Date of Award

Spring 5-16-2020

Document Type


Degree Name

MA - Master of Arts


Expressive Therapies


Kelvin Ramirez


In this capstone thesis, art-based research (ABR) is examined through a critical, intersectional perspective to explore how it can be used as a method to reveal areas that impact transference and countertransference and thus to support supervision and emerging clinical practice. This heuristic study explored the benefits of poetry and response art within the home setting of a black biracial, Guadeloupean American, female-identifying cisgender individual, 31 years of age. Through qualitative, arts-based research, data was collected in the form of blackout poetry, painting, and journaling. A thematic analysis of the visual and textual data sources revealed three themes: an intermodal method may enable (a) witnessing and openness to the unknown, (b) movement and growth, as well as (c) boundaries and containment. This intermodal method could be beneficial to neophyte mental health professionals who seek to support their emerging clinical practice, personal, and professional development.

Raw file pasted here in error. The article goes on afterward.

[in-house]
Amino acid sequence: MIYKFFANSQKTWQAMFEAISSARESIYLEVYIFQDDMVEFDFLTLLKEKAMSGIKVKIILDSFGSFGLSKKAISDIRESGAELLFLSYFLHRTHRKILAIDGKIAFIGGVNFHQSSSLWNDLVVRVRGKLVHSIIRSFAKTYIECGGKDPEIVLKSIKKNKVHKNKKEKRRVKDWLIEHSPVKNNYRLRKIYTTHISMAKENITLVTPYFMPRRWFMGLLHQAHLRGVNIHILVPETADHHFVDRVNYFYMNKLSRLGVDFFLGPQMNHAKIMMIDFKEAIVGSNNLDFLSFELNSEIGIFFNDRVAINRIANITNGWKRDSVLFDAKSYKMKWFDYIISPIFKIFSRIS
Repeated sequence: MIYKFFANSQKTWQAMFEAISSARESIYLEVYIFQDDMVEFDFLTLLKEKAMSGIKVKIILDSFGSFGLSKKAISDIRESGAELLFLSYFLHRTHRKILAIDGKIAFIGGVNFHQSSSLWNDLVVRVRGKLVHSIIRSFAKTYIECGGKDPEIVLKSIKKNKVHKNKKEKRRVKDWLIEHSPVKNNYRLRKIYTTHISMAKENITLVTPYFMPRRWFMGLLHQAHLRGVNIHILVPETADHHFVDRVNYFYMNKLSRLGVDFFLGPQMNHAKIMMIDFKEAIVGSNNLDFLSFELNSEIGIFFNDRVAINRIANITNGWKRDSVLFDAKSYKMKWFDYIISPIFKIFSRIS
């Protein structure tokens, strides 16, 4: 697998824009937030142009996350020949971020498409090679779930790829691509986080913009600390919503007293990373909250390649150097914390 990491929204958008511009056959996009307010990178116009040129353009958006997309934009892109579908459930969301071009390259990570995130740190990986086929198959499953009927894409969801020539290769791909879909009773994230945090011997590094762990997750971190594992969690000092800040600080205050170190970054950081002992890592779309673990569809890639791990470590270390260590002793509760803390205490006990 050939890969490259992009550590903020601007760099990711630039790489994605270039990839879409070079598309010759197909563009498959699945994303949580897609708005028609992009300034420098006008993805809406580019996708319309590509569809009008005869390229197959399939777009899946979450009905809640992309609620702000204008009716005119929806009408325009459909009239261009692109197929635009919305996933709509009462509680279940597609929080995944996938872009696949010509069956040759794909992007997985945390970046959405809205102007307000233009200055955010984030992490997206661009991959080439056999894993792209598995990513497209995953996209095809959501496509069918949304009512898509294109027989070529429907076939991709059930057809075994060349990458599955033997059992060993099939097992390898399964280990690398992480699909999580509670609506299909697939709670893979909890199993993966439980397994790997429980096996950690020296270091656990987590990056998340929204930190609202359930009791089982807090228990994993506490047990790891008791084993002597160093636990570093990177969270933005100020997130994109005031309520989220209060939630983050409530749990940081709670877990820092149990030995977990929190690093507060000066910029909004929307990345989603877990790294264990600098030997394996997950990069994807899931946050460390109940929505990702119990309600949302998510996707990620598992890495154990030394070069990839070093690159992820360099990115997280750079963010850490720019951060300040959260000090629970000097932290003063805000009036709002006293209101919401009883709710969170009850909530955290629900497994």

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Creative Commons Attribution 4.0 License
This work is licensed under a Creative Commons Attribution 4.0 License.




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